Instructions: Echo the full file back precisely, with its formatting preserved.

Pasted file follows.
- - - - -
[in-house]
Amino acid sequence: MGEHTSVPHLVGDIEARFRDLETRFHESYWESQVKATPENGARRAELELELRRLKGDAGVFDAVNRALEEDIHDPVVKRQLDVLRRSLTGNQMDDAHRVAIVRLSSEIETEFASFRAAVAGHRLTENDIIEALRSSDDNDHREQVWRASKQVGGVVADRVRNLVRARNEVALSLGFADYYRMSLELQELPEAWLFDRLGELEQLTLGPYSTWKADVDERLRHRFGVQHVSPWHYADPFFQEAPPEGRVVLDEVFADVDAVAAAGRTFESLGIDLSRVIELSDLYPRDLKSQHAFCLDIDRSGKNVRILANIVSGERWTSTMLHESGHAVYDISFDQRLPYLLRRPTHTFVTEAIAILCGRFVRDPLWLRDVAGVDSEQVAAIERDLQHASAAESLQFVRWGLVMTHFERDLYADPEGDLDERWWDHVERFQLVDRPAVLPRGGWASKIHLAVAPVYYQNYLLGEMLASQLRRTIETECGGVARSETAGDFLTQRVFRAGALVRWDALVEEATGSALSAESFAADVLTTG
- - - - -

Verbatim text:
[in-house]
Amino acid sequence: MGEHTSVPHLVGDIEARFRDLETRFHESYWESQVKATPENGARRAELELELRRLKGDAGVFDAVNRALEEDIHDPVVKRQLDVLRRSLTGNQMDDAHRVAIVRLSSEIETEFASFRAAVAGHRLTENDIIEALRSSDDNDHREQVWRASKQVGGVVADRVRNLVRARNEVALSLGFADYYRMSLELQELPEAWLFDRLGELEQLTLGPYSTWKADVDERLRHRFGVQHVSPWHYADPFFQEAPPEGRVVLDEVFADVDAVAAAGRTFESLGIDLSRVIELSDLYPRDLKSQHAFCLDIDRSGKNVRILANIVSGERWTSTMLHESGHAVYDISFDQRLPYLLRRPTHTFVTEAIAILCGRFVRDPLWLRDVAGVDSEQVAAIERDLQHASAAESLQFVRWGLVMTHFERDLYADPEGDLDERWWDHVERFQLVDRPAVLPRGGWASKIHLAVAPVYYQNYLLGEMLASQLRRTIETECGGVARSETAGDFLTQRVFRAGALVRWDALVEEATGSALSAESFAADVLTTG